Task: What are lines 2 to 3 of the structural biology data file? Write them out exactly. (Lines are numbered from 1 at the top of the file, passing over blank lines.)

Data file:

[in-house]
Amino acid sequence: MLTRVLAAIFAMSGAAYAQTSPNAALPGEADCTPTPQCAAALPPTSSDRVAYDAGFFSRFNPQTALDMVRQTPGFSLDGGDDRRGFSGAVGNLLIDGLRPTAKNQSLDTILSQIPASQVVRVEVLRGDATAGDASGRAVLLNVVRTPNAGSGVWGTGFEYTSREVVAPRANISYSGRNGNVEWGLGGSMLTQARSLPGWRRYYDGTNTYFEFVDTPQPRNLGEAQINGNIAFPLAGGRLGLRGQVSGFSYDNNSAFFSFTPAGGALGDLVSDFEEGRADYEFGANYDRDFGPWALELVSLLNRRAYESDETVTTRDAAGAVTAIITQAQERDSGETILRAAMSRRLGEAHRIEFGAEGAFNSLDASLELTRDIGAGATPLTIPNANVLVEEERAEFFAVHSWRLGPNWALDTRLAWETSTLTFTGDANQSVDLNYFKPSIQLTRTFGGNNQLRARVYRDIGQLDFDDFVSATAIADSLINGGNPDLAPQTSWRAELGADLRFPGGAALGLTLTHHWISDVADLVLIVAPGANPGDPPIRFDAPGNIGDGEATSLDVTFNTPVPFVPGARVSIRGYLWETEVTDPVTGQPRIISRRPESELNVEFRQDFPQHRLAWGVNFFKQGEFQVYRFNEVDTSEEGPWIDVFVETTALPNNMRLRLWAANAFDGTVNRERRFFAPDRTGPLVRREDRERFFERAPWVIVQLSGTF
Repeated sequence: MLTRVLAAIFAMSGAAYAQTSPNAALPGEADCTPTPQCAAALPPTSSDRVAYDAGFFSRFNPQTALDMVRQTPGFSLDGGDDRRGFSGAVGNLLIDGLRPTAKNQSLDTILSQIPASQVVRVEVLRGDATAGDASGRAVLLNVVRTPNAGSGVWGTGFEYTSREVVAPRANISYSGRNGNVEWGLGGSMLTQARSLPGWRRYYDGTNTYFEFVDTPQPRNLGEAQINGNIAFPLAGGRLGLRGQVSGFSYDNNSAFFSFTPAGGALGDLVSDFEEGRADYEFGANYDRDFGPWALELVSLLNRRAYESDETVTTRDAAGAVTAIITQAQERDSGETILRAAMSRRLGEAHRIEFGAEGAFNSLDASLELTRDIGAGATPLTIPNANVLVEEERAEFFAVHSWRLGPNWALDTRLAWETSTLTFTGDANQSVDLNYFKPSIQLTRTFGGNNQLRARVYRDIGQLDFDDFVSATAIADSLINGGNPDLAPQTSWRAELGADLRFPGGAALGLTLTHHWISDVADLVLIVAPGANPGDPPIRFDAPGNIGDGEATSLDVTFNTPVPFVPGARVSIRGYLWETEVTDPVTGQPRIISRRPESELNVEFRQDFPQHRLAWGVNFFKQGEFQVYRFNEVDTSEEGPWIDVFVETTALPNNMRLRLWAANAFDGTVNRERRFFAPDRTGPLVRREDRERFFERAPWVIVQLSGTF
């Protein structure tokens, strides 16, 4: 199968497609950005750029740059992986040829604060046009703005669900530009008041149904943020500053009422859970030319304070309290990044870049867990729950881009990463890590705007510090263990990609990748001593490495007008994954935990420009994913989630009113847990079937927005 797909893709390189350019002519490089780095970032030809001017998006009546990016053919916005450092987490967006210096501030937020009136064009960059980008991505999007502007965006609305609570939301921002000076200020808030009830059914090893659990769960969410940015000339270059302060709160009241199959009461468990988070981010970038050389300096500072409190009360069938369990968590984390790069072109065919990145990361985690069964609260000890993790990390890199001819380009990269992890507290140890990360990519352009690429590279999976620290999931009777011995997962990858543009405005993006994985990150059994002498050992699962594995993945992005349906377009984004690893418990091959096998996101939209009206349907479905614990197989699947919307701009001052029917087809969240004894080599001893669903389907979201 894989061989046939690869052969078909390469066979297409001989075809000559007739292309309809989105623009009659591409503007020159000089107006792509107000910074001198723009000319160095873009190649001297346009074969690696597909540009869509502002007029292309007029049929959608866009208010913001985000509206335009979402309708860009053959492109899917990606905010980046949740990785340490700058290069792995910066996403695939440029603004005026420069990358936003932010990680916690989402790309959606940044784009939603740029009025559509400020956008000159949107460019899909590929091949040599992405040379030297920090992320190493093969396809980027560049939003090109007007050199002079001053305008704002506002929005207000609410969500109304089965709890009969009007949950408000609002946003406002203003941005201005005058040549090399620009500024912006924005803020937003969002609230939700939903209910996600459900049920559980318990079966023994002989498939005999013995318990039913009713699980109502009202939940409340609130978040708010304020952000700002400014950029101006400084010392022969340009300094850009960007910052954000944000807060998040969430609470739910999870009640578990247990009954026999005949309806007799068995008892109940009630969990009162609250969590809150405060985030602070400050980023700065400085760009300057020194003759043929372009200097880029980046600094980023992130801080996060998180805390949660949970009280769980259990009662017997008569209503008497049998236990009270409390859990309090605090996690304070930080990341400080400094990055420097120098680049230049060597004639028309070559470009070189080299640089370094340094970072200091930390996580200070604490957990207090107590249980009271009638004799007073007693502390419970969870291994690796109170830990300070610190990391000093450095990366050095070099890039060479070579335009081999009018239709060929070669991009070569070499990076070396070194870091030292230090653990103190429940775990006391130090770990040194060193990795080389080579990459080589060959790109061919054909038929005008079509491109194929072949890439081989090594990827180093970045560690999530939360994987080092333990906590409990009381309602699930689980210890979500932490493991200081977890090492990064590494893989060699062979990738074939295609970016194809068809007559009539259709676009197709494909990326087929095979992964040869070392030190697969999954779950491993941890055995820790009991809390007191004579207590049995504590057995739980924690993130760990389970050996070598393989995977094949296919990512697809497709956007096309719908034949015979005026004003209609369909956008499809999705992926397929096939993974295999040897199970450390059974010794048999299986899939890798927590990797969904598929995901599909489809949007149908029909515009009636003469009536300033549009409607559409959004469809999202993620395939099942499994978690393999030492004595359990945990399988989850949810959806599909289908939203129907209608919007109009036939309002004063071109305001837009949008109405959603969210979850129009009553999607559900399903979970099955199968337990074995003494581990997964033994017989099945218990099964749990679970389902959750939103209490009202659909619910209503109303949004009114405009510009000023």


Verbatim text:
Amino acid sequence: MLTRVLAAIFAMSGAAYAQTSPNAALPGEADCTPTPQCAAALPPTSSDRVAYDAGFFSRFNPQTALDMVRQTPGFSLDGGDDRRGFSGAVGNLLIDGLRPTAKNQSLDTILSQIPASQVVRVEVLRGDATAGDASGRAVLLNVVRTPNAGSGVWGTGFEYTSREVVAPRANISYSGRNGNVEWGLGGSMLTQARSLPGWRRYYDGTNTYFEFVDTPQPRNLGEAQINGNIAFPLAGGRLGLRGQVSGFSYDNNSAFFSFTPAGGALGDLVSDFEEGRADYEFGANYDRDFGPWALELVSLLNRRAYESDETVTTRDAAGAVTAIITQAQERDSGETILRAAMSRRLGEAHRIEFGAEGAFNSLDASLELTRDIGAGATPLTIPNANVLVEEERAEFFAVHSWRLGPNWALDTRLAWETSTLTFTGDANQSVDLNYFKPSIQLTRTFGGNNQLRARVYRDIGQLDFDDFVSATAIADSLINGGNPDLAPQTSWRAELGADLRFPGGAALGLTLTHHWISDVADLVLIVAPGANPGDPPIRFDAPGNIGDGEATSLDVTFNTPVPFVPGARVSIRGYLWETEVTDPVTGQPRIISRRPESELNVEFRQDFPQHRLAWGVNFFKQGEFQVYRFNEVDTSEEGPWIDVFVETTALPNNMRLRLWAANAFDGTVNRERRFFAPDRTGPLVRREDRERFFERAPWVIVQLSGTF
Repeated sequence: MLTRVLAAIFAMSGAAYAQTSPNAALPGEADCTPTPQCAAALPPTSSDRVAYDAGFFSRFNPQTALDMVRQTPGFSLDGGDDRRGFSGAVGNLLIDGLRPTAKNQSLDTILSQIPASQVVRVEVLRGDATAGDASGRAVLLNVVRTPNAGSGVWGTGFEYTSREVVAPRANISYSGRNGNVEWGLGGSMLTQARSLPGWRRYYDGTNTYFEFVDTPQPRNLGEAQINGNIAFPLAGGRLGLRGQVSGFSYDNNSAFFSFTPAGGALGDLVSDFEEGRADYEFGANYDRDFGPWALELVSLLNRRAYESDETVTTRDAAGAVTAIITQAQERDSGETILRAAMSRRLGEAHRIEFGAEGAFNSLDASLELTRDIGAGATPLTIPNANVLVEEERAEFFAVHSWRLGPNWALDTRLAWETSTLTFTGDANQSVDLNYFKPSIQLTRTFGGNNQLRARVYRDIGQLDFDDFVSATAIADSLINGGNPDLAPQTSWRAELGADLRFPGGAALGLTLTHHWISDVADLVLIVAPGANPGDPPIRFDAPGNIGDGEATSLDVTFNTPVPFVPGARVSIRGYLWETEVTDPVTGQPRIISRRPESELNVEFRQDFPQHRLAWGVNFFKQGEFQVYRFNEVDTSEEGPWIDVFVETTALPNNMRLRLWAANAFDGTVNRERRFFAPDRTGPLVRREDRERFFERAPWVIVQLSGTF